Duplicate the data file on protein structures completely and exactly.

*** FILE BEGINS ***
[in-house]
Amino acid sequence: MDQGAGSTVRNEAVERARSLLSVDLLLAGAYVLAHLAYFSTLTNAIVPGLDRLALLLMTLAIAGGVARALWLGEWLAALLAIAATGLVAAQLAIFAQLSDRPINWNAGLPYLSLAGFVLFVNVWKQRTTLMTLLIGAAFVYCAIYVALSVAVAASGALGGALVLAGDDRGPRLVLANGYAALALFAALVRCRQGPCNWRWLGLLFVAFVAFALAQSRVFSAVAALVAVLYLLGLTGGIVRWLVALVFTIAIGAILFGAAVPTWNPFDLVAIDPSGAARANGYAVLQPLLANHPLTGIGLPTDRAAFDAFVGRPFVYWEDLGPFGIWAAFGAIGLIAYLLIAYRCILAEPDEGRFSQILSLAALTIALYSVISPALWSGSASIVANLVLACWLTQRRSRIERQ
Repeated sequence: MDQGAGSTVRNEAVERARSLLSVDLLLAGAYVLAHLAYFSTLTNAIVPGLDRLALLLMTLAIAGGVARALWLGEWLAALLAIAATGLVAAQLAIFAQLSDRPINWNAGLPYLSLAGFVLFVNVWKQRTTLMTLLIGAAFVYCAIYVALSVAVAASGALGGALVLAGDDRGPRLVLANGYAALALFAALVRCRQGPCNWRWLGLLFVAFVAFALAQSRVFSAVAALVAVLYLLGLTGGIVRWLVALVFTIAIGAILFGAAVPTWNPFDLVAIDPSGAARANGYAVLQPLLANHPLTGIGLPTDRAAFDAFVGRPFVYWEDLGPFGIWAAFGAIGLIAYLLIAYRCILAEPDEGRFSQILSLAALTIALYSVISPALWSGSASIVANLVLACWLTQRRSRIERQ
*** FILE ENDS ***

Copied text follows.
[in-house]
Amino acid sequence: MDQGAGSTVRNEAVERARSLLSVDLLLAGAYVLAHLAYFSTLTNAIVPGLDRLALLLMTLAIAGGVARALWLGEWLAALLAIAATGLVAAQLAIFAQLSDRPINWNAGLPYLSLAGFVLFVNVWKQRTTLMTLLIGAAFVYCAIYVALSVAVAASGALGGALVLAGDDRGPRLVLANGYAALALFAALVRCRQGPCNWRWLGLLFVAFVAFALAQSRVFSAVAALVAVLYLLGLTGGIVRWLVALVFTIAIGAILFGAAVPTWNPFDLVAIDPSGAARANGYAVLQPLLANHPLTGIGLPTDRAAFDAFVGRPFVYWEDLGPFGIWAAFGAIGLIAYLLIAYRCILAEPDEGRFSQILSLAALTIALYSVISPALWSGSASIVANLVLACWLTQRRSRIERQ
Repeated sequence: MDQGAGSTVRNEAVERARSLLSVDLLLAGAYVLAHLAYFSTLTNAIVPGLDRLALLLMTLAIAGGVARALWLGEWLAALLAIAATGLVAAQLAIFAQLSDRPINWNAGLPYLSLAGFVLFVNVWKQRTTLMTLLIGAAFVYCAIYVALSVAVAASGALGGALVLAGDDRGPRLVLANGYAALALFAALVRCRQGPCNWRWLGLLFVAFVAFALAQSRVFSAVAALVAVLYLLGLTGGIVRWLVALVFTIAIGAILFGAAVPTWNPFDLVAIDPSGAARANGYAVLQPLLANHPLTGIGLPTDRAAFDAFVGRPFVYWEDLGPFGIWAAFGAIGLIAYLLIAYRCILAEPDEGRFSQILSLAALTIALYSVISPALWSGSASIVANLVLACWLTQRRSRIERQ